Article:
One of these amendments we have seen before. It must be stopped. The other one we wholeheartedly support.
Every five years, Congress reauthorizes the Farm Bill. It sets agriculture (and nutrition) policy for the nation. It is always a “must pass” piece of legislation—and because of that, legislators tend to offer tag-along amendments that may have nothing to do with agriculture in the expectation that they will be passed along with the bill.
Of the over eighty amendments being offered to this year’s Farm Bill, there are two of particular interest to supporters of natural health. One is very, very bad, while the other is very, very good.
The first amendment, offered by Sen. Patrick Leahy, is a revival of Leahy’s disastrous anti-supplement bill that passed in the Senate last year but which we have so far stopped in the House. The language of this amendment is exactly the same as that original bill. Attaching the same text to a “must-pass” bill may the only way his language can become law—unless you take action to stop it.
The amendment would increase criminal penalties for “misbranding” or “adulterating” foods to a maximum of one year in jail to ten years’ imprisonment.
To our ears, “adulterated” means that the food itself is somehow tainted or injurious to health, or contains an ingredient that presents a significant or unreasonable risk of illness. And “misbranded” suggests deliberate misstatements about the efficacy of a product.
In FDA-speak, however, these words take on completely different meaning. For example, a food or supplement may be “adulterated” if it does not follow “current good manufacturing practices” (CGMPs), which are extremely wide ranging—and include minor recordkeeping violations. “Misbranded” can mean that the producer makes a completely true statement about the product but without FDA permission. A cherry producer who cites peer-reviewed scientific research from prestigious universities on the health benefits of cherries would, in FDA-speak, have engaged in “false” and actionable “misbranding” which suddenly turns the cherries into drugs.
The dramatic increase in jail time and fines will make supplement production an even riskier proposition than it is today. To his credit, Leahy listened to our objections and added some additional language. The ten-year jail term would apply to those who “knowingly and intentionally defraud or mislead” and do so “with conscious or reckless disregard of a risk of death or serious bodily injury.” But this language is subjective and vague. Whether anyone meets these criteria would be determined solely by FDA. People shouldn’t be put in jail for a decade because of how a biased party rates their intentions; it should be because of their actions.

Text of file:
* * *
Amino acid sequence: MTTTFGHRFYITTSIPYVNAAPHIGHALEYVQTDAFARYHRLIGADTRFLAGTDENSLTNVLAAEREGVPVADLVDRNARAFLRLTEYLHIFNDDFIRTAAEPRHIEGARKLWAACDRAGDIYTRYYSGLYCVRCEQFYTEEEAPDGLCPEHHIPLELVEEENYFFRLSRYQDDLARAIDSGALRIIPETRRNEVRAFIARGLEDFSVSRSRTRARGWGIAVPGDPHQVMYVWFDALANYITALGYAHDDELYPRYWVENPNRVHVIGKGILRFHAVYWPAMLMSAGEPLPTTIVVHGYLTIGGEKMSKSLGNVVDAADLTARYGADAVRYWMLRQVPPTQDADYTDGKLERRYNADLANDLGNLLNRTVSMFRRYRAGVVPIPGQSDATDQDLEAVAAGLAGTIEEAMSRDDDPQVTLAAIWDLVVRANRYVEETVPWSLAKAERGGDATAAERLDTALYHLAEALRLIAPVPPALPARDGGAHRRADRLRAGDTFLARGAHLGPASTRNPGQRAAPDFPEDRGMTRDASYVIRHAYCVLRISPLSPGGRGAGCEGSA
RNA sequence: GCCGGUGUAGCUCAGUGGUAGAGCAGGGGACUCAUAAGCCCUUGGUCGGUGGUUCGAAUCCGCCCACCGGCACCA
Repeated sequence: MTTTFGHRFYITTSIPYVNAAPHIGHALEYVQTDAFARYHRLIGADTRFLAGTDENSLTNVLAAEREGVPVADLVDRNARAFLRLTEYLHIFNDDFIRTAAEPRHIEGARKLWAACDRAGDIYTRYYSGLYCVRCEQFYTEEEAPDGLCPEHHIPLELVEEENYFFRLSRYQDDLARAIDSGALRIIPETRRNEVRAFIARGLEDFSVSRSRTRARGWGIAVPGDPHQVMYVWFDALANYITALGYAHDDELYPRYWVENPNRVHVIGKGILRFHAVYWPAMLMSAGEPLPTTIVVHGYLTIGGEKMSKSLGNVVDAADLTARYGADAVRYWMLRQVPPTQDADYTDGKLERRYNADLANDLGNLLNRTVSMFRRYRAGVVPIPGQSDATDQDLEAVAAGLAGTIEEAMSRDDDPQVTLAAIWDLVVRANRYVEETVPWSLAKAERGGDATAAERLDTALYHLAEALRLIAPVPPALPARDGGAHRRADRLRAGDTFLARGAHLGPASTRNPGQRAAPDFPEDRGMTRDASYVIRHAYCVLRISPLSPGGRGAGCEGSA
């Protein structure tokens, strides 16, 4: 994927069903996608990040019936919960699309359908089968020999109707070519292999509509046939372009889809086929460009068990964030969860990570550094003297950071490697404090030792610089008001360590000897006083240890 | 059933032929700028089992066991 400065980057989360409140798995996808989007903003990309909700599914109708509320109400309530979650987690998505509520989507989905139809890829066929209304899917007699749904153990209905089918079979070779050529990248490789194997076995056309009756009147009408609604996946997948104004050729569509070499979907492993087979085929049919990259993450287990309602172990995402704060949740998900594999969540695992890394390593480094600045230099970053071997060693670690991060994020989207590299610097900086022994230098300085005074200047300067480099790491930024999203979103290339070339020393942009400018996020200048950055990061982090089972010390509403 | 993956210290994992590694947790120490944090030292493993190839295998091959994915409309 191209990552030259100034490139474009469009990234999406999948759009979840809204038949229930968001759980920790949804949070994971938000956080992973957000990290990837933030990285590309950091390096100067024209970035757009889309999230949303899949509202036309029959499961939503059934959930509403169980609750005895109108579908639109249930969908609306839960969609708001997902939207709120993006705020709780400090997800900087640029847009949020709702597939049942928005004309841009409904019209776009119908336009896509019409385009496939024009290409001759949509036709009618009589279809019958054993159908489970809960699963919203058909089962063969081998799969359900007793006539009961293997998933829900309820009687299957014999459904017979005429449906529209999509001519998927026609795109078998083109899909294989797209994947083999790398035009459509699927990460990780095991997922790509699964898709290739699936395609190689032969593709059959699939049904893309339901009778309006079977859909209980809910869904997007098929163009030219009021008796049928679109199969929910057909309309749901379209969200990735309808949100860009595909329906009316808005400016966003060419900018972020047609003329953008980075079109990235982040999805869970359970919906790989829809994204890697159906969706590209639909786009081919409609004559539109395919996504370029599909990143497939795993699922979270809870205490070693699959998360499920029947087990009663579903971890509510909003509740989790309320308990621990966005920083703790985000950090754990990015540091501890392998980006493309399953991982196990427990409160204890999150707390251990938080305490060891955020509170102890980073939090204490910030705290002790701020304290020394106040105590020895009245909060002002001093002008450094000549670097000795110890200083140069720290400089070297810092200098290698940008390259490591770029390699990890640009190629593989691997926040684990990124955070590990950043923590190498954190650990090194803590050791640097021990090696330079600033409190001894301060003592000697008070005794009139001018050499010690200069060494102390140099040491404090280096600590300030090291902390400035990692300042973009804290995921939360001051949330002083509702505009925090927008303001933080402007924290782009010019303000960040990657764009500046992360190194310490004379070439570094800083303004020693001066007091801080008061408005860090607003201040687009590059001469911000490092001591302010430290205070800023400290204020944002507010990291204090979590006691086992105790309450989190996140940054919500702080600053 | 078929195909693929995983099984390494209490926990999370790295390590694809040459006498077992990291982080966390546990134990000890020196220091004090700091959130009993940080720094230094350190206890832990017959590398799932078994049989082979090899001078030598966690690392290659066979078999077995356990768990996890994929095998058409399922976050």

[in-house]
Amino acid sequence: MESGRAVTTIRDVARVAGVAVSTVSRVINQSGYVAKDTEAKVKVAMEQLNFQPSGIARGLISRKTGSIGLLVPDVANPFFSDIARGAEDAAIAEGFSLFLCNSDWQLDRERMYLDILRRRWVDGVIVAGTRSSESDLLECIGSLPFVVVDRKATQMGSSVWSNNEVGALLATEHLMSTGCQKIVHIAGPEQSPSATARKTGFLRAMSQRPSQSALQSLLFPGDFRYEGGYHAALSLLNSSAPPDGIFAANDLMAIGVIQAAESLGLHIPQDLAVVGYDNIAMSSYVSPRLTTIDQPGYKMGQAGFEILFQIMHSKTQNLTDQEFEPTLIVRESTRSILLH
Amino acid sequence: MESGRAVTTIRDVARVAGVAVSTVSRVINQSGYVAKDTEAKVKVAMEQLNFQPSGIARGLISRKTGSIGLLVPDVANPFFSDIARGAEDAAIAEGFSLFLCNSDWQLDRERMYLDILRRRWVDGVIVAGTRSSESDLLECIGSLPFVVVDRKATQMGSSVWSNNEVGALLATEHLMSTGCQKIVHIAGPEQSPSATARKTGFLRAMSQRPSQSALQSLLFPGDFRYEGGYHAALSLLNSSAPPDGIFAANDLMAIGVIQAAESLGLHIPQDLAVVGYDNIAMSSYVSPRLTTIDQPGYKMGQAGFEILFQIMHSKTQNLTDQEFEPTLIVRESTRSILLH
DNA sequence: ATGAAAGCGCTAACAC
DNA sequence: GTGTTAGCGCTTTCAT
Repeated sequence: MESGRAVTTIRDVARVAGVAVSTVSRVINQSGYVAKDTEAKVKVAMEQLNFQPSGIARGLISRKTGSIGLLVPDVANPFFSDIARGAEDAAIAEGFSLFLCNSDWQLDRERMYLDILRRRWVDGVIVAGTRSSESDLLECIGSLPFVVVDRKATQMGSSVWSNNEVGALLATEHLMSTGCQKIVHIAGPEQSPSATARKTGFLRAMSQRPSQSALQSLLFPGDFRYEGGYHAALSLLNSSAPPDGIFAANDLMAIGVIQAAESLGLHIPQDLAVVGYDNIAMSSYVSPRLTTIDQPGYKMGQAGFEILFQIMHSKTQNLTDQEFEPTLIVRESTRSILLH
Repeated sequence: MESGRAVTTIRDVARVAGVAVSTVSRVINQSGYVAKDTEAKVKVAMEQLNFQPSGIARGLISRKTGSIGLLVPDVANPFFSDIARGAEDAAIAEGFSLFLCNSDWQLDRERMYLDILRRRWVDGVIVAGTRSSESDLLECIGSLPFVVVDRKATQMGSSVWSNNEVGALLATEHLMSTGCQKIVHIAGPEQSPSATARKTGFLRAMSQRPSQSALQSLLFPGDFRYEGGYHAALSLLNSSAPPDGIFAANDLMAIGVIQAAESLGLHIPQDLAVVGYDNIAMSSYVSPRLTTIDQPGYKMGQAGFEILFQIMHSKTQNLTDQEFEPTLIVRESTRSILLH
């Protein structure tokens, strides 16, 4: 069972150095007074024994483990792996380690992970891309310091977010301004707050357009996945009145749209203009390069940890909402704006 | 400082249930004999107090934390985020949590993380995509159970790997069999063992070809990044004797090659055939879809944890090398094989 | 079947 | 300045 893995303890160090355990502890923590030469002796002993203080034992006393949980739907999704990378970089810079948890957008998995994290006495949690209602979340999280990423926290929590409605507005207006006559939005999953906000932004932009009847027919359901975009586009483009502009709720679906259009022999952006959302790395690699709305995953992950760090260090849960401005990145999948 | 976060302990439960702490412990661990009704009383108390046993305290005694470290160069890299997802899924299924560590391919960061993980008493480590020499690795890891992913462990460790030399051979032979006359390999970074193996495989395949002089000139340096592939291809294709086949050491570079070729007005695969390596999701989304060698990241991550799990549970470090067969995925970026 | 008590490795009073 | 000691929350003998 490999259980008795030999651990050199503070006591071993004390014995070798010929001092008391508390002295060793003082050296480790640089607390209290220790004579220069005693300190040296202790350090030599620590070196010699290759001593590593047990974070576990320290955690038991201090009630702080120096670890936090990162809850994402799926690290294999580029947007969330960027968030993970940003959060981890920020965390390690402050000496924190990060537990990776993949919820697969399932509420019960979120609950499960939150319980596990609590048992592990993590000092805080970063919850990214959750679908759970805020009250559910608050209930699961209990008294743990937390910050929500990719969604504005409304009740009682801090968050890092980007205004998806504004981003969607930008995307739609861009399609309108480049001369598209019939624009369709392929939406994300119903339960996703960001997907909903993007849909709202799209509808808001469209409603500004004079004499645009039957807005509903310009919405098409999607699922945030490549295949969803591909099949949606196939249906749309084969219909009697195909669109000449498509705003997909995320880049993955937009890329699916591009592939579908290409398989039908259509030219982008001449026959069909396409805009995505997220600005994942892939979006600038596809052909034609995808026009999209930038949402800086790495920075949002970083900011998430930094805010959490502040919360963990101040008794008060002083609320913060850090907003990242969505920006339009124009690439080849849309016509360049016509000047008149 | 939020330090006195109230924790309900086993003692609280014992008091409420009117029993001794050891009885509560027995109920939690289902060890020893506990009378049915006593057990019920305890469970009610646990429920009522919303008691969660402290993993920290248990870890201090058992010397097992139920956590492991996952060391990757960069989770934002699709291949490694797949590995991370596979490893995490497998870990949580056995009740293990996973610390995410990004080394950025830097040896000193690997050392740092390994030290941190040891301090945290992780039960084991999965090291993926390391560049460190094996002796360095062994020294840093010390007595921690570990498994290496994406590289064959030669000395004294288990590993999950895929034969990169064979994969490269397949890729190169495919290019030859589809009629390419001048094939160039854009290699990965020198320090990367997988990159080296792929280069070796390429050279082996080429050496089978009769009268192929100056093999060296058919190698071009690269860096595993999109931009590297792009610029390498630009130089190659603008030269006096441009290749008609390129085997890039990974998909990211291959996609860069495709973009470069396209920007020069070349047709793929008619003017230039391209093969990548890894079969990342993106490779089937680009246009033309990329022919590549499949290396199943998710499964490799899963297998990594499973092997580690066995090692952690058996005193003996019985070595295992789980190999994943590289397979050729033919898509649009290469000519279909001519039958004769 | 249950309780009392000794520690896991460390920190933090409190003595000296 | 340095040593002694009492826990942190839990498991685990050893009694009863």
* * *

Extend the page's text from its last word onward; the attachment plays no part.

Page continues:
You also have to understand how the FDA operates. Its most favored tactic is to send in armed agents who terrify everyone. Then the intimidation escalates. The agents say that the producer, whether a supplement producer or raw milk producer, could spend years in jail. To avoid this, just sign a “consent decree” which among other things will probably require hiring former employees of the FDA at extremely high rates to monitor everything. Huge reports will have to be filed and if anything falls short, then the jail terms can be triggered.
Would the FDA assert that a seller of raw milk is knowingly and intentionally disregarding risk of death? Of course they would. So the ten-year jail threat would apply.
Action Alert! Please contact your senators today and express your strong opposition to Sen. Leahy’s anti-supplement amendment. Take action now.
Speaking of raw milk, the second amendment, offered by Sen. Rand Paul, would allow for the interstate transport and sale of unpasteurized milk. While some states have passed legislation allowing raw milk to be sold within that state, it is against federal law to sell raw milk across state lines. This has permitted the FDA to pursue its current vendetta against raw milk producers and go after farmers like Daniel Allgyer for allegedly selling milk across borders.
Sen. Paul’s amendment would change that situation. It reads, in part, “A Federal department, agency, or court may not take any action (such as administrative, civil, criminal, or other actions) that would prohibit, interfere with, regulate, or otherwise restrict the interstate traffic of milk, or a milk product, that is unpasteurized and packaged for direct human consumption.”
As we have reported previously, raw (unpasteurized) milk is safe, extremely nutritious, and has been shown to be superior to pasteurized milk for protecting against disease.
Action Alert! Please contact your senators today and voice your strong support for Sen. Paul’s raw milk amendment. Take action now.